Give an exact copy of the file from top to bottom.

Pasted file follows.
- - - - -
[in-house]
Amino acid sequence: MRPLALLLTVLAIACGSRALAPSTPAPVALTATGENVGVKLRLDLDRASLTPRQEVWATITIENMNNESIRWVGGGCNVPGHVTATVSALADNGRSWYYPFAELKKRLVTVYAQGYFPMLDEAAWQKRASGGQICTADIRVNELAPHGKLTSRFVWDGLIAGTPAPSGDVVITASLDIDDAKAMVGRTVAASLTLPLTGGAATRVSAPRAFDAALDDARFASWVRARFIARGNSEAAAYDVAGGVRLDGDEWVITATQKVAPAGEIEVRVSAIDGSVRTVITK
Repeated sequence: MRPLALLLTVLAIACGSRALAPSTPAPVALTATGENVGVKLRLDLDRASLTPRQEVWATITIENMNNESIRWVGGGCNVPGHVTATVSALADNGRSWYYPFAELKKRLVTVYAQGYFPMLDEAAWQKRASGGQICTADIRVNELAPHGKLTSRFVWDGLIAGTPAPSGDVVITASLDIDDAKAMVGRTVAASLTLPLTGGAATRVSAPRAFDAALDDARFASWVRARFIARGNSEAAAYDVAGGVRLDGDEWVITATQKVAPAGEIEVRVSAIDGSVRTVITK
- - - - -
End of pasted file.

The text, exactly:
[in-house]
Amino acid sequence: MRPLALLLTVLAIACGSRALAPSTPAPVALTATGENVGVKLRLDLDRASLTPRQEVWATITIENMNNESIRWVGGGCNVPGHVTATVSALADNGRSWYYPFAELKKRLVTVYAQGYFPMLDEAAWQKRASGGQICTADIRVNELAPHGKLTSRFVWDGLIAGTPAPSGDVVITASLDIDDAKAMVGRTVAASLTLPLTGGAATRVSAPRAFDAALDDARFASWVRARFIARGNSEAAAYDVAGGVRLDGDEWVITATQKVAPAGEIEVRVSAIDGSVRTVITK
Repeated sequence: MRPLALLLTVLAIACGSRALAPSTPAPVALTATGENVGVKLRLDLDRASLTPRQEVWATITIENMNNESIRWVGGGCNVPGHVTATVSALADNGRSWYYPFAELKKRLVTVYAQGYFPMLDEAAWQKRASGGQICTADIRVNELAPHGKLTSRFVWDGLIAGTPAPSGDVVITASLDIDDAKAMVGRTVAASLTLPLTGGAATRVSAPRAFDAALDDARFASWVRARFIARGNSEAAAYDVAGGVRLDGDEWVITATQKVAPAGEIEVRVSAIDGSVRTVITK